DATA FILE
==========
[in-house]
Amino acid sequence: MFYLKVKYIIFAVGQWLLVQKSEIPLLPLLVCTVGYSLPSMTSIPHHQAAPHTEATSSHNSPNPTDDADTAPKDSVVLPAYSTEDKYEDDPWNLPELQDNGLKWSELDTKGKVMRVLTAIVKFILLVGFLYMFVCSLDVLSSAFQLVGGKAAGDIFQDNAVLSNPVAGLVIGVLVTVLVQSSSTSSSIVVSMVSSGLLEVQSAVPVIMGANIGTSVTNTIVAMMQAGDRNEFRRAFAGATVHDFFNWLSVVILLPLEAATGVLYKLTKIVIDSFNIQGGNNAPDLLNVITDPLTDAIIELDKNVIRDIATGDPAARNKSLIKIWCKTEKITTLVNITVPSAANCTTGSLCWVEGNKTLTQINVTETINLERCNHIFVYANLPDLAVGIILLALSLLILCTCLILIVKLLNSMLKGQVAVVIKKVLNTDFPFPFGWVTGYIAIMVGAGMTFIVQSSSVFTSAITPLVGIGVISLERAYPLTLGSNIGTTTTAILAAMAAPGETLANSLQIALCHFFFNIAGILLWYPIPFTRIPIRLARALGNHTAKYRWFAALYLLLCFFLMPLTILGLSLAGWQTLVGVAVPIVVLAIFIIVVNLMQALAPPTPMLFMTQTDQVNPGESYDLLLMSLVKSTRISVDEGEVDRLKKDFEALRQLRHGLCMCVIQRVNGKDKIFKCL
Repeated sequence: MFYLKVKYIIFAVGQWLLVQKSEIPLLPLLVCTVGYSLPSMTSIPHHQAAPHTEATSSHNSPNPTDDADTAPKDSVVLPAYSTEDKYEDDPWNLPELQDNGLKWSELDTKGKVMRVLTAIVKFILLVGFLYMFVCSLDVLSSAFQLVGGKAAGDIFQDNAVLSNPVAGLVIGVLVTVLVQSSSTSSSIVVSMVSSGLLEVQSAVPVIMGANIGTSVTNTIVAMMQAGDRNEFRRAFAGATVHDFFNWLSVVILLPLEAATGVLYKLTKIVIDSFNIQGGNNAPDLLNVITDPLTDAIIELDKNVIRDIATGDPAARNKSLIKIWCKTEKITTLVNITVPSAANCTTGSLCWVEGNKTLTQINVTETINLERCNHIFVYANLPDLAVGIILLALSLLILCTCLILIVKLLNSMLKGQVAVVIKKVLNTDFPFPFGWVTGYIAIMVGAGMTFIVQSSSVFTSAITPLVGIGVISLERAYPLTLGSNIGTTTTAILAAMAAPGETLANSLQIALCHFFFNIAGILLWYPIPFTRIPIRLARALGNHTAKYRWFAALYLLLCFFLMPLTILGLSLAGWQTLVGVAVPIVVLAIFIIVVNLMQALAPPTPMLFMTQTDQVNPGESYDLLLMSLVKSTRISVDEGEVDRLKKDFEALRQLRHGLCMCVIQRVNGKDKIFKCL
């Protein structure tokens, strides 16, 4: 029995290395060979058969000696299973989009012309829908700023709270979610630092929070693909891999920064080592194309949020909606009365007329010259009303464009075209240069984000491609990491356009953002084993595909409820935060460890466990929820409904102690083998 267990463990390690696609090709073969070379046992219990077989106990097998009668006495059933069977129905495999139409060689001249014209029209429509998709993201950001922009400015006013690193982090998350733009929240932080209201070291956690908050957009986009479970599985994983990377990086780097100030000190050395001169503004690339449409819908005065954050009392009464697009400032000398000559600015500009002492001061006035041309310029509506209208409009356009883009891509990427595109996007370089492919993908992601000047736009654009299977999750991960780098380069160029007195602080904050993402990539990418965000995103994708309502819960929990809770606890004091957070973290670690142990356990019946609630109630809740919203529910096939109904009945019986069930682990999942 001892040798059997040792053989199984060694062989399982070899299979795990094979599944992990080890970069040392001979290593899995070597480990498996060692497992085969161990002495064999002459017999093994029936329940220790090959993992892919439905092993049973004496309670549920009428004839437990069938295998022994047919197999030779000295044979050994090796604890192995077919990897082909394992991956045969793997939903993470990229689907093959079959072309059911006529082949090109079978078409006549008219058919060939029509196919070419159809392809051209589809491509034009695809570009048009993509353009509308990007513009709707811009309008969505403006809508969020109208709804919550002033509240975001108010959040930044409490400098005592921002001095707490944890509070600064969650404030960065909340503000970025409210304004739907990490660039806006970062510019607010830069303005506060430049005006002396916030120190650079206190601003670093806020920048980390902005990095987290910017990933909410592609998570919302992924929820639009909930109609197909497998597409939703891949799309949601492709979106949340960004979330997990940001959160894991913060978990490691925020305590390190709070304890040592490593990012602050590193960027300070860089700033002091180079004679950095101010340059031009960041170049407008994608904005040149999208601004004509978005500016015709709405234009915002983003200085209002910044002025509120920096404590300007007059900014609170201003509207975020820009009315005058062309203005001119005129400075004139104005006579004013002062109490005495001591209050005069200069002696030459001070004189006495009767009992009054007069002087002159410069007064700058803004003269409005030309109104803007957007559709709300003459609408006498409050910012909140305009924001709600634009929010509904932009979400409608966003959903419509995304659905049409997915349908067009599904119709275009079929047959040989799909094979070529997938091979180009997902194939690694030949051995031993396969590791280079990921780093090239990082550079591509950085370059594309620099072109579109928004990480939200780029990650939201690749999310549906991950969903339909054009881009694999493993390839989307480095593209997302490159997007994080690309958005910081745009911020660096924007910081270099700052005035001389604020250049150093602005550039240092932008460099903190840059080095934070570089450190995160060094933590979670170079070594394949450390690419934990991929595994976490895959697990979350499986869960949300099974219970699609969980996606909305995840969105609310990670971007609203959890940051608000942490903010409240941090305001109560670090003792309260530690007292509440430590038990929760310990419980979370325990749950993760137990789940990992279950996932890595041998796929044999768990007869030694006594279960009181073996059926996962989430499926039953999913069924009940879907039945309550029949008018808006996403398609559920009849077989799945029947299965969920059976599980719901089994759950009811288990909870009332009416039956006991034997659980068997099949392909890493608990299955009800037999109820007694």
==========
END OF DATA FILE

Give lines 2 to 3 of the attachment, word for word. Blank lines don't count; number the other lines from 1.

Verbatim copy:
Amino acid sequence: MFYLKVKYIIFAVGQWLLVQKSEIPLLPLLVCTVGYSLPSMTSIPHHQAAPHTEATSSHNSPNPTDDADTAPKDSVVLPAYSTEDKYEDDPWNLPELQDNGLKWSELDTKGKVMRVLTAIVKFILLVGFLYMFVCSLDVLSSAFQLVGGKAAGDIFQDNAVLSNPVAGLVIGVLVTVLVQSSSTSSSIVVSMVSSGLLEVQSAVPVIMGANIGTSVTNTIVAMMQAGDRNEFRRAFAGATVHDFFNWLSVVILLPLEAATGVLYKLTKIVIDSFNIQGGNNAPDLLNVITDPLTDAIIELDKNVIRDIATGDPAARNKSLIKIWCKTEKITTLVNITVPSAANCTTGSLCWVEGNKTLTQINVTETINLERCNHIFVYANLPDLAVGIILLALSLLILCTCLILIVKLLNSMLKGQVAVVIKKVLNTDFPFPFGWVTGYIAIMVGAGMTFIVQSSSVFTSAITPLVGIGVISLERAYPLTLGSNIGTTTTAILAAMAAPGETLANSLQIALCHFFFNIAGILLWYPIPFTRIPIRLARALGNHTAKYRWFAALYLLLCFFLMPLTILGLSLAGWQTLVGVAVPIVVLAIFIIVVNLMQALAPPTPMLFMTQTDQVNPGESYDLLLMSLVKSTRISVDEGEVDRLKKDFEALRQLRHGLCMCVIQRVNGKDKIFKCL
Repeated sequence: MFYLKVKYIIFAVGQWLLVQKSEIPLLPLLVCTVGYSLPSMTSIPHHQAAPHTEATSSHNSPNPTDDADTAPKDSVVLPAYSTEDKYEDDPWNLPELQDNGLKWSELDTKGKVMRVLTAIVKFILLVGFLYMFVCSLDVLSSAFQLVGGKAAGDIFQDNAVLSNPVAGLVIGVLVTVLVQSSSTSSSIVVSMVSSGLLEVQSAVPVIMGANIGTSVTNTIVAMMQAGDRNEFRRAFAGATVHDFFNWLSVVILLPLEAATGVLYKLTKIVIDSFNIQGGNNAPDLLNVITDPLTDAIIELDKNVIRDIATGDPAARNKSLIKIWCKTEKITTLVNITVPSAANCTTGSLCWVEGNKTLTQINVTETINLERCNHIFVYANLPDLAVGIILLALSLLILCTCLILIVKLLNSMLKGQVAVVIKKVLNTDFPFPFGWVTGYIAIMVGAGMTFIVQSSSVFTSAITPLVGIGVISLERAYPLTLGSNIGTTTTAILAAMAAPGETLANSLQIALCHFFFNIAGILLWYPIPFTRIPIRLARALGNHTAKYRWFAALYLLLCFFLMPLTILGLSLAGWQTLVGVAVPIVVLAIFIIVVNLMQALAPPTPMLFMTQTDQVNPGESYDLLLMSLVKSTRISVDEGEVDRLKKDFEALRQLRHGLCMCVIQRVNGKDKIFKCL